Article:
Dongjin Song

Dongjin Song

Project Framework

Dongjin Song

Congratulations Dongjin Song on receiving the prestigious National Science Foundation (NSF) CAREER Award to support his research project titled "CAREER: Towards Continual Learning on Evolving Graphs: from Memorization to Generalization". This project will develop a generic machine learning paradigm, Continual Learning on Evolving Graphs (CoLEG), to resolve the catastrophic forgetting problem by retaining essential structural information and temporal dynamics, ensure the generalization capability, and address real-world applications on evolving graphs. Specifically, he not only plans to tackle the catastrophic forgetting issue in structural evolving graphs via graph sparsification and topology-aware embedding, but also aims to develop new algorithms to incorporate structural and temporal dynamic patterns of evolving graphs under different regimes, resolve the task-free challenge, and reveal high-order dependencies. He will also develop novel solutions to pursue and imp pre-trained models and facilitate test-of-time adaptation to ensure the generalization over unforeseen scenarios.

Dongjin Song has been an assistant professor in the School of Computing, University of Connecticut since Fall 2020. He was previously a research staff member at NEC Labs America in Princeton, NJ. He received his Ph.D. degree in the ECE Department from the University of California San Diego (UCSD) in 2016. His research interests include machine learning, data science, deep learning, and related applications for time series data analysis and graph representation learning. Papers describing his research have been published at top-tier data science and artificial intelligence conferences, such as NeurIPS, ICML, KDD, ICDM, SDM, AAAI, IJCAI, ICLR, CVPR, ICCV, etc. He is an Associate Editor for Neurocomputing and has served as Senior PC for AAAI, IJCAI, and CIKM. He received the prestigious NSF CAREER award in 2024 and the UConn Research Excellence Research (REP) Award in 2021. He has co-organized the AI for Time Series (AI4TS) Workshop at IJCAI, AAAI, ICDM, SDM, and MiLeTS workshops at KDD.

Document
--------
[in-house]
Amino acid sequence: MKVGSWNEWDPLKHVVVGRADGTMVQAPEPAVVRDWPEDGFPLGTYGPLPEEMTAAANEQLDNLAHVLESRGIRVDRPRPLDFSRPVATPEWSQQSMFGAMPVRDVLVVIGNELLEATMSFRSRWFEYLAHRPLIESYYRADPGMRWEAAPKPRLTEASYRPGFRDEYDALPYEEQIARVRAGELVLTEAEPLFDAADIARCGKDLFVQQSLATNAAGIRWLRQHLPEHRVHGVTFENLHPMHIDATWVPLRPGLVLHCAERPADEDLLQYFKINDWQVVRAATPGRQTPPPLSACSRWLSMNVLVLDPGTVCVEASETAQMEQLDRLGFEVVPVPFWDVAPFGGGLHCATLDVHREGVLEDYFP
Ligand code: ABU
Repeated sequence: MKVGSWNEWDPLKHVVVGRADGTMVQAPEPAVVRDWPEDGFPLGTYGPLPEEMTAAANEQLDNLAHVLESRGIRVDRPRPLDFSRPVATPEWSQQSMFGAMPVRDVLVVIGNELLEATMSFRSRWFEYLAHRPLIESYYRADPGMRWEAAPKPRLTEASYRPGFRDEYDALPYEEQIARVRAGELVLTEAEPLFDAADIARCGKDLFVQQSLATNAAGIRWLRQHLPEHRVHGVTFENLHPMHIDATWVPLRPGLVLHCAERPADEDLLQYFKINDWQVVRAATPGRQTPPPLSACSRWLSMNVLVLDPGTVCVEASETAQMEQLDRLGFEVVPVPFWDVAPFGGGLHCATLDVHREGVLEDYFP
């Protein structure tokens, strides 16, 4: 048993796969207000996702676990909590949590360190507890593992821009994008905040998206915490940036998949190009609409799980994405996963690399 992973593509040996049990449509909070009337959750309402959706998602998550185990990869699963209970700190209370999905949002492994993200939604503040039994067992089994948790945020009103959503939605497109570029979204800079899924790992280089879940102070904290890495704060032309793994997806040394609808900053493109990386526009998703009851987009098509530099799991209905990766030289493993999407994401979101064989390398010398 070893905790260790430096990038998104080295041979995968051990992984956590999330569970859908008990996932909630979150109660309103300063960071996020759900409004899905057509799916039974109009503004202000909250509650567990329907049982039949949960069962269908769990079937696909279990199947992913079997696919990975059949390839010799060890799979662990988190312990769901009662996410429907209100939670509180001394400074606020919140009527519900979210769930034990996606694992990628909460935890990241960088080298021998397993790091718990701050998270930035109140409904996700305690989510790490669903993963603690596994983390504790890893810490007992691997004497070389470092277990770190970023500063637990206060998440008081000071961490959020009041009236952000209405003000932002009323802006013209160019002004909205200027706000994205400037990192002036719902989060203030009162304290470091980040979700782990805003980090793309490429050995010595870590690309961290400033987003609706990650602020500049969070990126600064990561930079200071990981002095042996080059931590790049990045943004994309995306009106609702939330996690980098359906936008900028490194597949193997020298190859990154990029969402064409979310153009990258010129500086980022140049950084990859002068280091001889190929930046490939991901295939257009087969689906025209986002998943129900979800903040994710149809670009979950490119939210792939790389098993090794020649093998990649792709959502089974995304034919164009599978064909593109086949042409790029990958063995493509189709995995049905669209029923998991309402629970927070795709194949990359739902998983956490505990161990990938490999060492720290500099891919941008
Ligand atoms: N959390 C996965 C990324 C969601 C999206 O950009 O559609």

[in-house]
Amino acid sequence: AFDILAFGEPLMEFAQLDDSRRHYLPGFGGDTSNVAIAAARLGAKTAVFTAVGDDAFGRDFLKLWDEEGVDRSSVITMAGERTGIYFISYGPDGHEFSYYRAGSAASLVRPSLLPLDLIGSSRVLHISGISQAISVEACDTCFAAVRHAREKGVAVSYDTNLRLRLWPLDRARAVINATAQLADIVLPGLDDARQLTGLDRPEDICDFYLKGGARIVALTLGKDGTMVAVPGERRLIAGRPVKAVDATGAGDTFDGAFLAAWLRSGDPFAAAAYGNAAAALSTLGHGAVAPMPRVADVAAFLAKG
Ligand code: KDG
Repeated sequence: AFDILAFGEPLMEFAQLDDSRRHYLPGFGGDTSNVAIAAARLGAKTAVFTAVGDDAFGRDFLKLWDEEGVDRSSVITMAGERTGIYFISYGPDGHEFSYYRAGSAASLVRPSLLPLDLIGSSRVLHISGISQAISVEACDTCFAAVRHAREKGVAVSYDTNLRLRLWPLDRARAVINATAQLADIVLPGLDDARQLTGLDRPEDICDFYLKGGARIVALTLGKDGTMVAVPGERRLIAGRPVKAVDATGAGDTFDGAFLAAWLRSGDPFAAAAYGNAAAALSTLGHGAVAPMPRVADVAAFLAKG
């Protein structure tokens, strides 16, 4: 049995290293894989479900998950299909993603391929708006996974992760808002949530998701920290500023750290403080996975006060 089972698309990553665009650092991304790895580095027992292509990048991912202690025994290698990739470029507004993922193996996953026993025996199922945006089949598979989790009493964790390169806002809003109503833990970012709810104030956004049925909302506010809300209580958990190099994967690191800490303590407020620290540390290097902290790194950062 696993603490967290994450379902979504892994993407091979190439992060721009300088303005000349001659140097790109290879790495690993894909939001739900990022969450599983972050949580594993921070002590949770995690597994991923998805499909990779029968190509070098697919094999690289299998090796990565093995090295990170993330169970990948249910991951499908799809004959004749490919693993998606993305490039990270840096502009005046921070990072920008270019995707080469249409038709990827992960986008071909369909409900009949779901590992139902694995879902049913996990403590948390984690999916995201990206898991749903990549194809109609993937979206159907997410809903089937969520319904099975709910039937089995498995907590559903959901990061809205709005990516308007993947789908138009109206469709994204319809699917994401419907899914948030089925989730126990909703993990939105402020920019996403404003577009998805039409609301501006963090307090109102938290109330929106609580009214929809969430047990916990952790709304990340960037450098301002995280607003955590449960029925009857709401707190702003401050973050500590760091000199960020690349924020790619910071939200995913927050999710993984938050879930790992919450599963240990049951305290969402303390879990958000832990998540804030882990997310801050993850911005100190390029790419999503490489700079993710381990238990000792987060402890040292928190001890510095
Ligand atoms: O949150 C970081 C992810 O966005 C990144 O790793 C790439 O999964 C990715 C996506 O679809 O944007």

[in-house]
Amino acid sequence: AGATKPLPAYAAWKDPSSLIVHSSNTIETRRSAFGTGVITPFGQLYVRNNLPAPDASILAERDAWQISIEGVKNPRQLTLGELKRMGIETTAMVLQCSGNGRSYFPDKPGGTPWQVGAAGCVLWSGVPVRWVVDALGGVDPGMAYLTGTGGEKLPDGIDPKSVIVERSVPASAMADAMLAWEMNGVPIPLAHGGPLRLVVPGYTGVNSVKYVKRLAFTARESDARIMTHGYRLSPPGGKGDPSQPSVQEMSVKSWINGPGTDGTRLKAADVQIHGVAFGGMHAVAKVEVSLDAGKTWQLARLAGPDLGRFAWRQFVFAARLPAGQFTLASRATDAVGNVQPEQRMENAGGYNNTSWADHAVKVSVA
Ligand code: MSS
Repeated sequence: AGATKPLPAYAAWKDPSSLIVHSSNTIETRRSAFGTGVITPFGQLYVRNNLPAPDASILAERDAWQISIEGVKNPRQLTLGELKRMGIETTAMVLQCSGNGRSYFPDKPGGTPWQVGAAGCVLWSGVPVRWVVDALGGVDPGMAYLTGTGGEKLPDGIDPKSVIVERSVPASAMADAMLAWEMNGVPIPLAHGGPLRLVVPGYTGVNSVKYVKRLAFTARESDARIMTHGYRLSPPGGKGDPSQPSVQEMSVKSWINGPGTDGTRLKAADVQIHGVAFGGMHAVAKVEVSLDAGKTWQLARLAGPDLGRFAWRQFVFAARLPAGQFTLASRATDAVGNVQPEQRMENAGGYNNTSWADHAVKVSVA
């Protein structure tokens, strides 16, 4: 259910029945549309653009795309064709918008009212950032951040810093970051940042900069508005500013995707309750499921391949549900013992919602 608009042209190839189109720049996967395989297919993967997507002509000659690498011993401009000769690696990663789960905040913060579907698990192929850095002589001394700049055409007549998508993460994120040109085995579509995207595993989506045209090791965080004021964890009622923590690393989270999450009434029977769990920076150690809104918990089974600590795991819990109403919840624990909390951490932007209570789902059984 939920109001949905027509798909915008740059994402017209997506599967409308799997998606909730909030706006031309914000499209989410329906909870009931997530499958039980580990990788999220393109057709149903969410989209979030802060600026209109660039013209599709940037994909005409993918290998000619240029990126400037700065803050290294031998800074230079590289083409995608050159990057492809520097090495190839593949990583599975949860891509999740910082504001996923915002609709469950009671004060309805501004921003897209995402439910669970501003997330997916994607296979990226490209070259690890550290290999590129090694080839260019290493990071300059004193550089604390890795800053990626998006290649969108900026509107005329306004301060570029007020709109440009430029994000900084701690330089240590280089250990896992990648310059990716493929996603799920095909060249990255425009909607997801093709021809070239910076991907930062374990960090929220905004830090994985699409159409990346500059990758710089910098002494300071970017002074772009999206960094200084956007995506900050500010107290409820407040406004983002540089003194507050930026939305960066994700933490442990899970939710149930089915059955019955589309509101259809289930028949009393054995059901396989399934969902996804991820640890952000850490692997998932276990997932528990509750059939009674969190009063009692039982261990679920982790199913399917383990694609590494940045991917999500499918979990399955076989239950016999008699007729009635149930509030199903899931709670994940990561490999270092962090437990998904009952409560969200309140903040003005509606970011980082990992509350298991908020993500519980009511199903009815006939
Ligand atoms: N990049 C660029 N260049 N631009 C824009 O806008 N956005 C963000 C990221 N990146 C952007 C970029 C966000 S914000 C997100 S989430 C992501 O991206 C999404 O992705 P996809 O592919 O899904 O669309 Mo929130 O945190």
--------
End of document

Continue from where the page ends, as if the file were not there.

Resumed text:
Abstract: In the modern big data era, data often grows continuously and its interconnections and temporal dynamics evolve. To cope with the continuous evolution in data, an intelligent agent needs to incrementally acquire, perceive, accumulate, and exploit structural and temporal dynamic knowledge throughout its lifetime. This project aims to develop a generic machine learning paradigm to conduct Continual Learning on Evolving Graphs (CoLEG). The success of this project will 1) benefit critical infrastructure (such as social networks, transportation, and renewable energy) and human welfare (in the form of, for example, improvements in healthcare and epidemiology), 2) provide an ideal platform for composing the areas of graph representation learning, time series analysis, continual learning, and causal analysis, and 3) develop open-source tools for evolving graphs that can advance diverse topics such as node classification, link prediction, and temporal forecasting, improve our knowledge of the physical world, and contribute to real-world applications. This project will also 1) engage high school students in research and outreach to K-12 teachers and students, 2) broaden the participation of underrepresented groups especially female and low-income students in STEM, and 3) educate undergraduate and graduate students through the development of new course modules in data mining and machine learning.